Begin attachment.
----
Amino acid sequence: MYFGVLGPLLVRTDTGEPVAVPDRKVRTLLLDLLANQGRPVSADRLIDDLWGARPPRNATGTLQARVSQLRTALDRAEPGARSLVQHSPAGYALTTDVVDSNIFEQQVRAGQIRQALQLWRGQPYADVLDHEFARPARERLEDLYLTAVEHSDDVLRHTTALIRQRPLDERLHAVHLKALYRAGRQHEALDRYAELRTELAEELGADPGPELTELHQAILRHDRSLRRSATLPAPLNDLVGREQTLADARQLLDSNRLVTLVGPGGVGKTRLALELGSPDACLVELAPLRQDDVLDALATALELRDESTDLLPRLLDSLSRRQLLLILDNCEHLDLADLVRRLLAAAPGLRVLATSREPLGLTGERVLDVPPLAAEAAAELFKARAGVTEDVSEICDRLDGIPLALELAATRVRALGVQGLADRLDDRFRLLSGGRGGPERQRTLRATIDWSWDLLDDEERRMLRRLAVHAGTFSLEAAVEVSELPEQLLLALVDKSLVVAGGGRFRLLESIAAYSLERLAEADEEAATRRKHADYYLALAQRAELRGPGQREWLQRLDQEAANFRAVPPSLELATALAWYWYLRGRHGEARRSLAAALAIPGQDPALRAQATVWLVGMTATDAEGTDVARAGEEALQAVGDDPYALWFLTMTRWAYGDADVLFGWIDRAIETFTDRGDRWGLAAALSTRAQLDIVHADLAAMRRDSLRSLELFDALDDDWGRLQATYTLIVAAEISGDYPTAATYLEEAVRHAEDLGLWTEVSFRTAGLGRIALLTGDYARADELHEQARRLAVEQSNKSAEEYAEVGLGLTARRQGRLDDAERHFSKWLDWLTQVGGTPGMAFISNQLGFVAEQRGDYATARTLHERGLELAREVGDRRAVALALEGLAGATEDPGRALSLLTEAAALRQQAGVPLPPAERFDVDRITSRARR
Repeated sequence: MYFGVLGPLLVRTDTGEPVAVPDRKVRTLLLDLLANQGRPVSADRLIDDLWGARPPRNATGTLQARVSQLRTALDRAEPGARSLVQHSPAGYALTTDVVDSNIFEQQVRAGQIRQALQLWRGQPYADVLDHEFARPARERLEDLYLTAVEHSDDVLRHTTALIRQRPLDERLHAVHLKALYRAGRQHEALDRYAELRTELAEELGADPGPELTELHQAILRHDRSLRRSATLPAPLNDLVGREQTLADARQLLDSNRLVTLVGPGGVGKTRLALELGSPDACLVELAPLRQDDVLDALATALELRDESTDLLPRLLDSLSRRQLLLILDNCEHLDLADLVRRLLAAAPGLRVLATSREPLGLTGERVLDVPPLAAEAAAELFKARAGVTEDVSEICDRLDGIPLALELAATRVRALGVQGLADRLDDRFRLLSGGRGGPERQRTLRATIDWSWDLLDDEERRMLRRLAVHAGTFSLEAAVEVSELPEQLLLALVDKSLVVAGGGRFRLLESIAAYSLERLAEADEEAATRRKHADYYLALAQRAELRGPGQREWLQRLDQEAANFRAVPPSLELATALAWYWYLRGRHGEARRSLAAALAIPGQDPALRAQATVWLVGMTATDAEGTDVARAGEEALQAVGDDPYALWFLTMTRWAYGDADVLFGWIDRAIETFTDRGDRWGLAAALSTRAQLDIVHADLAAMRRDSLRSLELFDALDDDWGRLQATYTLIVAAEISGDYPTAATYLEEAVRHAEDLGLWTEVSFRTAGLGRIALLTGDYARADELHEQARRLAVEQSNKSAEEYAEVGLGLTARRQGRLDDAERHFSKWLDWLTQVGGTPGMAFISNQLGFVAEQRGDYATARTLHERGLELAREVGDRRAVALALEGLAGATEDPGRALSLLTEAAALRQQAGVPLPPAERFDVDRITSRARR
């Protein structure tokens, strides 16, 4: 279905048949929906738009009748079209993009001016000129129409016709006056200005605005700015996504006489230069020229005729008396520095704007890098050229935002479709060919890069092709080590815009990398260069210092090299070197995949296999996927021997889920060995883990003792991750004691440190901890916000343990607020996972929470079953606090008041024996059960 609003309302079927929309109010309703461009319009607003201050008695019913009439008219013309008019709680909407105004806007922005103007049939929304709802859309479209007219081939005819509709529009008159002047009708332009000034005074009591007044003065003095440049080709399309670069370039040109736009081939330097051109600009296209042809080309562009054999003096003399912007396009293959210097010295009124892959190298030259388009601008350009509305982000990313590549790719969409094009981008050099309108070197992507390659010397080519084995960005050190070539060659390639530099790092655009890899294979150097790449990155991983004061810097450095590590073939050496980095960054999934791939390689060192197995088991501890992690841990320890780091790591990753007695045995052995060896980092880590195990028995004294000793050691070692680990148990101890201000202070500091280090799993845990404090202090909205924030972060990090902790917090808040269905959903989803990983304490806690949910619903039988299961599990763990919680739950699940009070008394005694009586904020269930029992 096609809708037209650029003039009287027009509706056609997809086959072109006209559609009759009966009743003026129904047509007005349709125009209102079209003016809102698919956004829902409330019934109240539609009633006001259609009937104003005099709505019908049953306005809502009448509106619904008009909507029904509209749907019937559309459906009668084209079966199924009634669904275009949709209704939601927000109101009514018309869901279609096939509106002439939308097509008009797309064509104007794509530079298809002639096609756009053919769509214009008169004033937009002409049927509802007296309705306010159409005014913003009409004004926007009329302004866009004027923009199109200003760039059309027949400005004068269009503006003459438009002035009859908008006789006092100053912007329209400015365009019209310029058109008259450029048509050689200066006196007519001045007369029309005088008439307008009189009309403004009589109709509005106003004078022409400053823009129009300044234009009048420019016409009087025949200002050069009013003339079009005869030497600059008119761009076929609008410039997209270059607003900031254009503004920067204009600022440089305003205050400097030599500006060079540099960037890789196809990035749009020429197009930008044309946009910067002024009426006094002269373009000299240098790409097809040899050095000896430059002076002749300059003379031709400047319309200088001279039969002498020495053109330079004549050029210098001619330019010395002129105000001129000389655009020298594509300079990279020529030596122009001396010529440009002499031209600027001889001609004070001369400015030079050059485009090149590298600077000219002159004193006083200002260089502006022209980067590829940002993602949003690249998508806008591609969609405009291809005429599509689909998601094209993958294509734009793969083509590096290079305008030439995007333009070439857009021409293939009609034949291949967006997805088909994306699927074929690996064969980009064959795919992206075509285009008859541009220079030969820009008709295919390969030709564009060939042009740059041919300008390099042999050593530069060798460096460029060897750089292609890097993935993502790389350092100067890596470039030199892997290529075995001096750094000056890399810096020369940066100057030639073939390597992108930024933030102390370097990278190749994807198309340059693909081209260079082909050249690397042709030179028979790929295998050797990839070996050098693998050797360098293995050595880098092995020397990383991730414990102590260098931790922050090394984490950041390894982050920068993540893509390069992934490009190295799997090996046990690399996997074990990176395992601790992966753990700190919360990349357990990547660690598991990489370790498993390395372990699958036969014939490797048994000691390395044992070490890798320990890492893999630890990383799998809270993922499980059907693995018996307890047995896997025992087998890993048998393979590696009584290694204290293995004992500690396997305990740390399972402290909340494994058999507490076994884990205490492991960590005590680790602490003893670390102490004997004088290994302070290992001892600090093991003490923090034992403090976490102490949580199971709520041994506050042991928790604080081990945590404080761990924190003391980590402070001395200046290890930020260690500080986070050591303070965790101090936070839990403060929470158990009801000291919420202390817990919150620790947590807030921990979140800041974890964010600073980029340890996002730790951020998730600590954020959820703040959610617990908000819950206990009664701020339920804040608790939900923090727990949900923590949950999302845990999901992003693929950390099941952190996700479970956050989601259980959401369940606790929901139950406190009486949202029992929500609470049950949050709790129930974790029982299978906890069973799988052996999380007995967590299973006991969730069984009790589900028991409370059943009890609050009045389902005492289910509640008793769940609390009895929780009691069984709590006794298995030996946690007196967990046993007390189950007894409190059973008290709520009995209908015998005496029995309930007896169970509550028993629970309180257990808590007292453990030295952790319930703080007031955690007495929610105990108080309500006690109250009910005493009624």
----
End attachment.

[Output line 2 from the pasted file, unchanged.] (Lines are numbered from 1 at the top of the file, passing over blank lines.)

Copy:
Repeated sequence: MYFGVLGPLLVRTDTGEPVAVPDRKVRTLLLDLLANQGRPVSADRLIDDLWGARPPRNATGTLQARVSQLRTALDRAEPGARSLVQHSPAGYALTTDVVDSNIFEQQVRAGQIRQALQLWRGQPYADVLDHEFARPARERLEDLYLTAVEHSDDVLRHTTALIRQRPLDERLHAVHLKALYRAGRQHEALDRYAELRTELAEELGADPGPELTELHQAILRHDRSLRRSATLPAPLNDLVGREQTLADARQLLDSNRLVTLVGPGGVGKTRLALELGSPDACLVELAPLRQDDVLDALATALELRDESTDLLPRLLDSLSRRQLLLILDNCEHLDLADLVRRLLAAAPGLRVLATSREPLGLTGERVLDVPPLAAEAAAELFKARAGVTEDVSEICDRLDGIPLALELAATRVRALGVQGLADRLDDRFRLLSGGRGGPERQRTLRATIDWSWDLLDDEERRMLRRLAVHAGTFSLEAAVEVSELPEQLLLALVDKSLVVAGGGRFRLLESIAAYSLERLAEADEEAATRRKHADYYLALAQRAELRGPGQREWLQRLDQEAANFRAVPPSLELATALAWYWYLRGRHGEARRSLAAALAIPGQDPALRAQATVWLVGMTATDAEGTDVARAGEEALQAVGDDPYALWFLTMTRWAYGDADVLFGWIDRAIETFTDRGDRWGLAAALSTRAQLDIVHADLAAMRRDSLRSLELFDALDDDWGRLQATYTLIVAAEISGDYPTAATYLEEAVRHAEDLGLWTEVSFRTAGLGRIALLTGDYARADELHEQARRLAVEQSNKSAEEYAEVGLGLTARRQGRLDDAERHFSKWLDWLTQVGGTPGMAFISNQLGFVAEQRGDYATARTLHERGLELAREVGDRRAVALALEGLAGATEDPGRALSLLTEAAALRQQAGVPLPPAERFDVDRITSRARR